Tuesday, August 16, 2005

My Ass is Struggling with "Collective Narrator"

My first conscious experience of a collective narrator was Jeffrey Eugenides' THE VIRGIN SUICIDES, which is told by a group of high school boys. It took me several pages--maybe even a chapter--before I went, "what...hey! Who's speaking again?" I reread, then finally had to have it explained to me by a book review. Then I was intrigued, then enthused, and finally hooked.

I found the device again a few years later in Alice Elliott Dark's "Watch the Animals," a short story told by a town observing its most unsocialized citizen. In the notes section of the 2000 O. HENRY AWARDS anthology Dark's explanation struck a chord:

"It took a while for me to decide on the point of view. As I fooled around with scenes, though, the story became more about the community than Diana, and its voice emerged. Diana, in turn, got more fabulous and contrary and eccentric. I worked on the ending until it was both a transcendent moment for the group and a funny portrayal of how quickly people revert to type after they've been generous..."

Yes, it's insular, and a little insecure, too. It's the right voice when group identity is a bigger deal than individual identity. Mob mentalities, the many zeroing in on the few, where a false strength comes from banding together and judging "other." Or, like scenarios more familiar to me: small groups of freaks who find solace in each other when the world at large is too cruel. As I began composing "Welcome to the Pleasuredome," a story about a clique of high school drama geeks, my gut told me that collective narrator was the right choice.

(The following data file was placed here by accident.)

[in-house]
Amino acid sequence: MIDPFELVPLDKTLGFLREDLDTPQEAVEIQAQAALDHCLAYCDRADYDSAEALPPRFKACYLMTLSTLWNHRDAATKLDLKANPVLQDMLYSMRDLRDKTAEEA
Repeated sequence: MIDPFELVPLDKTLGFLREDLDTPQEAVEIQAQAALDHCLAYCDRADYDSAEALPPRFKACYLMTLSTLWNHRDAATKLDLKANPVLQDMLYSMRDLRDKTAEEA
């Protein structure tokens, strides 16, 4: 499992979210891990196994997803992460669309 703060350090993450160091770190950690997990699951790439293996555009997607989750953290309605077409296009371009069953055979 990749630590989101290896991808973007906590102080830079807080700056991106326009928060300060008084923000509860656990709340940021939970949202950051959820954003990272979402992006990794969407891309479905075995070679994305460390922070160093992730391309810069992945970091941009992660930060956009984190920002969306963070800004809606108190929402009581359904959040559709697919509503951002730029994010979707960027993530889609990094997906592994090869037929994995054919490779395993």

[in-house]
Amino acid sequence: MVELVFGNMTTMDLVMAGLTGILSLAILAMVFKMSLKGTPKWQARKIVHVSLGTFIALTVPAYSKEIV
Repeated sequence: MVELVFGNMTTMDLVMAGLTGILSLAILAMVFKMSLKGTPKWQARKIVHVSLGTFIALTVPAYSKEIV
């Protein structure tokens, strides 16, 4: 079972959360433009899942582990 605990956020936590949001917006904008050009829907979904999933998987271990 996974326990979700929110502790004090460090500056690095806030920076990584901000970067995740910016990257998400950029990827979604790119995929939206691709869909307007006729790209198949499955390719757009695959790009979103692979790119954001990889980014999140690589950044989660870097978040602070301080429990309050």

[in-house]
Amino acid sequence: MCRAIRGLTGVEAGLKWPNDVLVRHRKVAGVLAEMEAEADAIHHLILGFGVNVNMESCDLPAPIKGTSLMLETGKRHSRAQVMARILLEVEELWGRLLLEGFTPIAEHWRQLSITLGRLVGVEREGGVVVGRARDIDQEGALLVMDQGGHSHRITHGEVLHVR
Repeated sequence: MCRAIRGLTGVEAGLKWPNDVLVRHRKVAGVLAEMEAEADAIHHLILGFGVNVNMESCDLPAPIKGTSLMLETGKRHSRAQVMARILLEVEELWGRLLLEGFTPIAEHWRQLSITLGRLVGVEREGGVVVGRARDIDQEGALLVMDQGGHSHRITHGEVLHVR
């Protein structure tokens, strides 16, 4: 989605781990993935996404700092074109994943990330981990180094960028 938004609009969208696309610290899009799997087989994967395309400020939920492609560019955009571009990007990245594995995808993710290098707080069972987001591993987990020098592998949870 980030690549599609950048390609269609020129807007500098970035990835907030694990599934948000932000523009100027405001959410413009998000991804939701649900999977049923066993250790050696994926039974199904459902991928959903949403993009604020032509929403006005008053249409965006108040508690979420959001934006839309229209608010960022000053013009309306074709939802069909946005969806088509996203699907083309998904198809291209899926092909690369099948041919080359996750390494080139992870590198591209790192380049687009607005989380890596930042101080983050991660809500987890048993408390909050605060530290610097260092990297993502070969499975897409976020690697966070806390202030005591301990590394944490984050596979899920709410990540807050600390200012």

Let's just say it didn't get unanimous raves in workshop. That's cool, that's what workshop is for. But my gut is still telling me it's the right idea for the story. Is it possible to make a silk purse out of this thing?

Time to dissect some examples. On my Google foray, I discovered this essay, "We the Characters" by Laura Miller, in which she observes:

"Modern readers find collective first-person narrators unsettling; the contemporary mind keeps searching for the familiarity of an individual point of view, since it seems impossible that a group could think and feel, let alone act, as one."

She cites writers who have formed and solidified the convention of first-person-singular--Nabakov, Roth--and proposes:

"Truth, these writers suggest, is slippery and protean, and authenticity can be found only in individual experience. Broader claims to authority are suspect."

While I want to gain reassurance from this--it's not me! It's them! My damn readers! It's just an acquired taste!--Miller also points out what's becoming painfully obvious to me:

"In clumsy hands, it may seem merely a stunt, or in the case of Ayn Rand's 'Anthem,' a novella about a collectivist dystopia, drearily tendentious."

Feeling properly put in my place, I 'm taking stock. I want to rescue this story without the 3rd-person cop-out (which incidentally, turns their version of "Our Town" into "Their Town," not quite the same ring). So, off to the library I go, to check out more examples, and dissect, and see exactly HOW these writers pull it off, if they do. How does one give a group's voice authority and clarity? I'll skip the Rand, but will take a peek at the following, which I've heard are 1st-plural telling:

Kate Walbert: OUR KIND

Ha Jin: "The Bridegroom"
William Faulkner: "A Rose for Emily" (the classic, according to John Gardner)
Judy Budnitz: "Nadia"

Work is cut out for me. I'll check back later with my "scientific observations."


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